John Bluedorn Dataverse

The Dataverse Network is a great option for the distribution and long-term preservation of the data that underlies empirical studies. I like how it encourages the use of data citation standards and metadata to help describe the posted datasets. It also enables for replication studies to be readily undertaken on published work. It is a great resource for researchers. Currently, I have only one posted dataset, but I aim to increase my postings over time. Check it out!

Research Papers and Projects

  • "Capital Flows are Fickle: Anytime, Anywhere," with Rupa Duttagupta, Jaime Guajardo, and Petia Topalova (IMF)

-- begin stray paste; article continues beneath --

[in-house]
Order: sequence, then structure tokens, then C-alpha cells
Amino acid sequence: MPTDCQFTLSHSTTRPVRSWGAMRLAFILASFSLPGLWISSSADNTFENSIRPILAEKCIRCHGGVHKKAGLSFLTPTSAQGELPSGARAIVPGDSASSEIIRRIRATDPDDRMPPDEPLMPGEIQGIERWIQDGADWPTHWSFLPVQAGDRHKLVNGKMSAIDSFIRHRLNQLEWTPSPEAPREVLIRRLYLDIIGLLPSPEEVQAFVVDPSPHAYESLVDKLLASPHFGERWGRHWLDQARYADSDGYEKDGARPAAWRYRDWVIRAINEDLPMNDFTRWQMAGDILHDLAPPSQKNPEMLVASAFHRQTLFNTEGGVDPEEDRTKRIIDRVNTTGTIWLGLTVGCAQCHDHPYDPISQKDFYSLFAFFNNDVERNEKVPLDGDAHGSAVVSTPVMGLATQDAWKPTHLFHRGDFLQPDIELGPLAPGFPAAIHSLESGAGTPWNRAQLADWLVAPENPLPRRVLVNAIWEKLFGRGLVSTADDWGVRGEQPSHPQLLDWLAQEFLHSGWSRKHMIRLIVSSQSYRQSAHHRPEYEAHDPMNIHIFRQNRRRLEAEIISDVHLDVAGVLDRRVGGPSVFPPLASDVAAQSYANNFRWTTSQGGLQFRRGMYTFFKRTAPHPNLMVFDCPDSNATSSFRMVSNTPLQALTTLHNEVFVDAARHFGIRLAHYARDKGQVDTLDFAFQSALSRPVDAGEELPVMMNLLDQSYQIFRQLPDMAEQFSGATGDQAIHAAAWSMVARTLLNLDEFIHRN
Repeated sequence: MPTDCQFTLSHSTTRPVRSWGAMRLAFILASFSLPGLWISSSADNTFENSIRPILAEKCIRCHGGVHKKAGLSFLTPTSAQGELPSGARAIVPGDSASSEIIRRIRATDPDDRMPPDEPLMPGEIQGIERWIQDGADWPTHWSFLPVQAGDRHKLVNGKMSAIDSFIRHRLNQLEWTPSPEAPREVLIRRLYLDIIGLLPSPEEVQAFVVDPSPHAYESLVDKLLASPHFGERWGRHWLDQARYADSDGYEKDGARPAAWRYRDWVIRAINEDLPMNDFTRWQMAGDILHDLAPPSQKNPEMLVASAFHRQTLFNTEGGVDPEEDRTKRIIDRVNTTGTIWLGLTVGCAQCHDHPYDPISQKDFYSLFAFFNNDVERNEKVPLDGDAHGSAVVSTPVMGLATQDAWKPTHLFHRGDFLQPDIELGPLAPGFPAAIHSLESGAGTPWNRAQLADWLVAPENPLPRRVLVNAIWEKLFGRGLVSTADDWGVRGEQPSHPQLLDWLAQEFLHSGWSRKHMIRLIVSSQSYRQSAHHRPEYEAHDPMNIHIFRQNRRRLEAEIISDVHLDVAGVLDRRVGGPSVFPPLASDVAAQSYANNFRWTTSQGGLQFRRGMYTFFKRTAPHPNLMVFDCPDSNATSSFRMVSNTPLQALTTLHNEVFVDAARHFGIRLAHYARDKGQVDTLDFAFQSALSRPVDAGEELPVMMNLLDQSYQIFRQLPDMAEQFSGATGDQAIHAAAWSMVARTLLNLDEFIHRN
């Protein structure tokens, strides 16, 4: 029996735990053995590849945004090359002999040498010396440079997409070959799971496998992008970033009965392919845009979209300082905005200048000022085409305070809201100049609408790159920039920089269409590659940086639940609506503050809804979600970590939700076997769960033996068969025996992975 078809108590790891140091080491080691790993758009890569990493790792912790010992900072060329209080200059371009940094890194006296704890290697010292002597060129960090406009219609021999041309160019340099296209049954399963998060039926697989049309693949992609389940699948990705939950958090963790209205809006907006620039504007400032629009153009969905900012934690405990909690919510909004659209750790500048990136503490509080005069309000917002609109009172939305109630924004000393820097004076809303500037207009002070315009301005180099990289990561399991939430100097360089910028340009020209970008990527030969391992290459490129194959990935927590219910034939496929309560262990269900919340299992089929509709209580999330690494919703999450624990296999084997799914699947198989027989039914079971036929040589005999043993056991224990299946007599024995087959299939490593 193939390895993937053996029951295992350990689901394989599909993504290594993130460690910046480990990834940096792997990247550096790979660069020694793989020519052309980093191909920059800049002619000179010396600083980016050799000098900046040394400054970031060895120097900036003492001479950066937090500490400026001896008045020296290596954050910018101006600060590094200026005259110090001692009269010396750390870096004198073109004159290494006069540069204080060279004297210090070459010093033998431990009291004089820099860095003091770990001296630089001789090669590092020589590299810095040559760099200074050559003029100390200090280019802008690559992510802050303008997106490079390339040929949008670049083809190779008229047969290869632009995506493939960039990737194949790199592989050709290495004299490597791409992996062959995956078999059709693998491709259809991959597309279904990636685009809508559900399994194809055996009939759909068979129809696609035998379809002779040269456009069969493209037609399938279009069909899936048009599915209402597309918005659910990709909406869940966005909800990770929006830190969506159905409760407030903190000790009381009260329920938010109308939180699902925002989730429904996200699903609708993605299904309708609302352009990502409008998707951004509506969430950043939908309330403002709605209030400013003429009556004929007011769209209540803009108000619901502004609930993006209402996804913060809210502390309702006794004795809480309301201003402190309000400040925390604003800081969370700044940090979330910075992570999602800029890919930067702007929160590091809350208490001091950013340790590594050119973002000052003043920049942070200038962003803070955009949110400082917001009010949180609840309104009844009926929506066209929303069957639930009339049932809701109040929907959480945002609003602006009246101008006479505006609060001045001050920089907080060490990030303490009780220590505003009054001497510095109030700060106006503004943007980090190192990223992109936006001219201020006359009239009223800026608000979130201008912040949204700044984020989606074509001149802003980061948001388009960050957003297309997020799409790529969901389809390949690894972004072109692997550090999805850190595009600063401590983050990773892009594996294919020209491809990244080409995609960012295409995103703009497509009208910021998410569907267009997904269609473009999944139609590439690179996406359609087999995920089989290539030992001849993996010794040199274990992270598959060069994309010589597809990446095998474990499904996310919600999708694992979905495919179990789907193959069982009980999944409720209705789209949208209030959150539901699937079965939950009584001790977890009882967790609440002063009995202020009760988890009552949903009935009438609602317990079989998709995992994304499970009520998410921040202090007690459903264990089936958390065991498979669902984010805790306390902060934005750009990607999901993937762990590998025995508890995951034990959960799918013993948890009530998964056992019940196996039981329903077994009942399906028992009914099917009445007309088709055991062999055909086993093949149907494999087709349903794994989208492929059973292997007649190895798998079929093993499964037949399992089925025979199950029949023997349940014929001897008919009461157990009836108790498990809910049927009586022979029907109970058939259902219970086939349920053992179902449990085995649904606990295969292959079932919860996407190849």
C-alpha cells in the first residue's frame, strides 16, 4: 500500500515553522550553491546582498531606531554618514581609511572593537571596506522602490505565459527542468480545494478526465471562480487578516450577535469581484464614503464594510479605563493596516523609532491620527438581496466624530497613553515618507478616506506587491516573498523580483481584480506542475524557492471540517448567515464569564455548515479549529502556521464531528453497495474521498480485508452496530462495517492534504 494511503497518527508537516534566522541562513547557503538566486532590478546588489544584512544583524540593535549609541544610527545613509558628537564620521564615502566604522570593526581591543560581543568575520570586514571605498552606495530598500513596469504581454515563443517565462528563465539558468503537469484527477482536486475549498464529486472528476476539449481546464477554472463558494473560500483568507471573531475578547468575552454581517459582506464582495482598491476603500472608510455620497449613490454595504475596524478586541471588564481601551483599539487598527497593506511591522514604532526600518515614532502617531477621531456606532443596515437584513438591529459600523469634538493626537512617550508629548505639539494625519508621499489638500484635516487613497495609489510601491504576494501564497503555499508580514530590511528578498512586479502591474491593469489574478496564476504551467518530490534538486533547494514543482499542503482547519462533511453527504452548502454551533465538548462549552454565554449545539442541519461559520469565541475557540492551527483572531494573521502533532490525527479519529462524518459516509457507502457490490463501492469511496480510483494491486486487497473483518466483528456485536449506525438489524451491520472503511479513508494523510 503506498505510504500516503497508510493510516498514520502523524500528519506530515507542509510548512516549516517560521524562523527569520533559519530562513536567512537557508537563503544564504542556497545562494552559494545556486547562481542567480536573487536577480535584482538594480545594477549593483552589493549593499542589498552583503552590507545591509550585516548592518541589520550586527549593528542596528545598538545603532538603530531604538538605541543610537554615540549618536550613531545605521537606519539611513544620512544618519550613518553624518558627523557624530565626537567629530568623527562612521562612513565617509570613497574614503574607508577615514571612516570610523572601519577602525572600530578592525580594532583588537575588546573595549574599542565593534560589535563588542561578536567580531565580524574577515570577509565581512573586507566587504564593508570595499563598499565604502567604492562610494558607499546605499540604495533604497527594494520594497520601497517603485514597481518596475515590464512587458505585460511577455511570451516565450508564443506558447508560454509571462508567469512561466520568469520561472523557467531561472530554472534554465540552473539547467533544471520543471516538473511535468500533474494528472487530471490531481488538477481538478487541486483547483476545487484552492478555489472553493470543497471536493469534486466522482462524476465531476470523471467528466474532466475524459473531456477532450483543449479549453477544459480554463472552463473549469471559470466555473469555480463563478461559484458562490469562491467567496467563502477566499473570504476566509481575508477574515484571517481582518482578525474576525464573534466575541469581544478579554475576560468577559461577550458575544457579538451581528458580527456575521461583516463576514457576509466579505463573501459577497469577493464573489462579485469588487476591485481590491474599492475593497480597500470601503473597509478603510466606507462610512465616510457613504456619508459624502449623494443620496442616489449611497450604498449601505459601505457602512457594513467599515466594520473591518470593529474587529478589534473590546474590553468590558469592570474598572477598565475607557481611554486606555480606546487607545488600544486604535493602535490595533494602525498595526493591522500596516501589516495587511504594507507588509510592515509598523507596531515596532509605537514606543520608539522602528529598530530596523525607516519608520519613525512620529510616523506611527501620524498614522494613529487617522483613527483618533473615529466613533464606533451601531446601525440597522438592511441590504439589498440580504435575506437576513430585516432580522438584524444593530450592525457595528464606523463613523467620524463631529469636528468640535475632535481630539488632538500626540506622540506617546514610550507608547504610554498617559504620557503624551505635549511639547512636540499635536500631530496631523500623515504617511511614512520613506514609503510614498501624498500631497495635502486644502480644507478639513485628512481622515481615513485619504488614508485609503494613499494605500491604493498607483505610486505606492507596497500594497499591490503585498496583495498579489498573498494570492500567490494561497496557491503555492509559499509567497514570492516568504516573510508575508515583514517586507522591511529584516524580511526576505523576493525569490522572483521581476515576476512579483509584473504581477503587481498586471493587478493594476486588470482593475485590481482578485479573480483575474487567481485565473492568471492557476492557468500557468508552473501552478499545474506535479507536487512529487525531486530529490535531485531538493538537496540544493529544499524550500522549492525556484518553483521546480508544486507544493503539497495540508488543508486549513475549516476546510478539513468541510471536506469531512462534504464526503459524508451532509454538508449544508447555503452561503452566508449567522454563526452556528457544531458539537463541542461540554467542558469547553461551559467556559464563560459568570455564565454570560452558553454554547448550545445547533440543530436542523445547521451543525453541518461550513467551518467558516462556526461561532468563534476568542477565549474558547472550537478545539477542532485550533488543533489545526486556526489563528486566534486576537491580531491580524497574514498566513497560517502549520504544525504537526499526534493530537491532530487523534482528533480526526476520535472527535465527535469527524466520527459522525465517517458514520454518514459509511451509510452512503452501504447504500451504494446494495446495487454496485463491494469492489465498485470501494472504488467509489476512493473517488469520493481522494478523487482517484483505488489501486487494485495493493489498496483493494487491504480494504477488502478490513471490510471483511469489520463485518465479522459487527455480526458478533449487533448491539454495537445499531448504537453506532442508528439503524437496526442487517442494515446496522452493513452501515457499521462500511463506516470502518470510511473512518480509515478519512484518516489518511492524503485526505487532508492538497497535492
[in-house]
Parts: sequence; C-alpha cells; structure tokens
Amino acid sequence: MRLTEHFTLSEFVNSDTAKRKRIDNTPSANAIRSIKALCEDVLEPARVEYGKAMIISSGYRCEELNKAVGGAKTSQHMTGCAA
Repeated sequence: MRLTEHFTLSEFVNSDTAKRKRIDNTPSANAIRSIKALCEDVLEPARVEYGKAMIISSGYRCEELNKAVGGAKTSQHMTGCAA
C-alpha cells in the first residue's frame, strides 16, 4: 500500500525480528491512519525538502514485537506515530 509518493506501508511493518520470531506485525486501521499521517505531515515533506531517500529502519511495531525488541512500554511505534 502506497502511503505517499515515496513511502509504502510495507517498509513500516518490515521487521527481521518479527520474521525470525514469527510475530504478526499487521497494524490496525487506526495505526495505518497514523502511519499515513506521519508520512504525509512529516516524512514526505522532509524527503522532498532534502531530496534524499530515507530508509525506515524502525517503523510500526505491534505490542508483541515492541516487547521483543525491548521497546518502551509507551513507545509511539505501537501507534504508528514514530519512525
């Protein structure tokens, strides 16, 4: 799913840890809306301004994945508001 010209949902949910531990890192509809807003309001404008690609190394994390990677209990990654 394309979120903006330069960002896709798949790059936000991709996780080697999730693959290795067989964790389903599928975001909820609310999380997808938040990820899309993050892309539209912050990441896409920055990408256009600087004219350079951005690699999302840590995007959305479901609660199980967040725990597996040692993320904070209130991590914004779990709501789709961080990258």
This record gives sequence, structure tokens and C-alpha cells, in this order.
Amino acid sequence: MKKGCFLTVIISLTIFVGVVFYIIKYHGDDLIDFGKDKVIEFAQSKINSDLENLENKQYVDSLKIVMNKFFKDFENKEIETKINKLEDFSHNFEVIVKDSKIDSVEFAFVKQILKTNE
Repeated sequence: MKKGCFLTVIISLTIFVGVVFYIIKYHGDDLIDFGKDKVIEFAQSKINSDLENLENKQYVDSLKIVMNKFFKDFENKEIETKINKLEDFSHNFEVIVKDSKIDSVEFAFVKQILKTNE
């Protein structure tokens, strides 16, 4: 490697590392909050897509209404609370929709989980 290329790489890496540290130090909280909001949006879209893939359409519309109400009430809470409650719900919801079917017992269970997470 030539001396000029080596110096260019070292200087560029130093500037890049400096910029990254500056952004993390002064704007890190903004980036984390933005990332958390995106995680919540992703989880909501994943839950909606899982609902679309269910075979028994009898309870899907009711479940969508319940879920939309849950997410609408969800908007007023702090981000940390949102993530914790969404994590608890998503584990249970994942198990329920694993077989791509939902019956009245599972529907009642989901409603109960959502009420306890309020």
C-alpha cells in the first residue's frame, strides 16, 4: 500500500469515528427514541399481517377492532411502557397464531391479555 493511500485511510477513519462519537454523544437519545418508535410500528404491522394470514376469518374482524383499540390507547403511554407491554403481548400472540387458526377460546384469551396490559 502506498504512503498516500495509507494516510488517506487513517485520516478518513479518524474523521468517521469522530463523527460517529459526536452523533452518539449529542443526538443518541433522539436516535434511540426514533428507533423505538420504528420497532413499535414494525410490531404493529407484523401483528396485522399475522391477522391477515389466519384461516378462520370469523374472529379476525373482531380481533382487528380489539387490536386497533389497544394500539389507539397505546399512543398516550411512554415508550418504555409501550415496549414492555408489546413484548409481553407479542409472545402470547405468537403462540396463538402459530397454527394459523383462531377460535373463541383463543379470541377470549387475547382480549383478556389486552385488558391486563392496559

Abstract: Has the unprecedented financial globalization of recent years changed the behavior of capital flows across countries? Using a newly constructed database of gross and net capital flows since 1980 for a sample of nearly 150 countries, this paper finds that private capital flows are typically volatile for all countries, advanced or emerging, across all points in time. This holds true across most types of flows, including bank, portfolio debt, and equity flows. Advanced economies enjoy a greater substitutability between types of inflows, and complementarity between gross inflows and outflows, than do emerging markets, which reduces the volatility of their total net inflows despite higher volatility of the components. Capital flows also exhibit low persistence, across all economies and across most types of flows. Inflows tend to rise temporarily when global financing conditions are relatively easy. These findings suggest that fickle capital flows are an unavoidable fact of life to which policymakers across all countries need to continue to manage and adapt. (First Version, August 2013 / This Version, August 2013).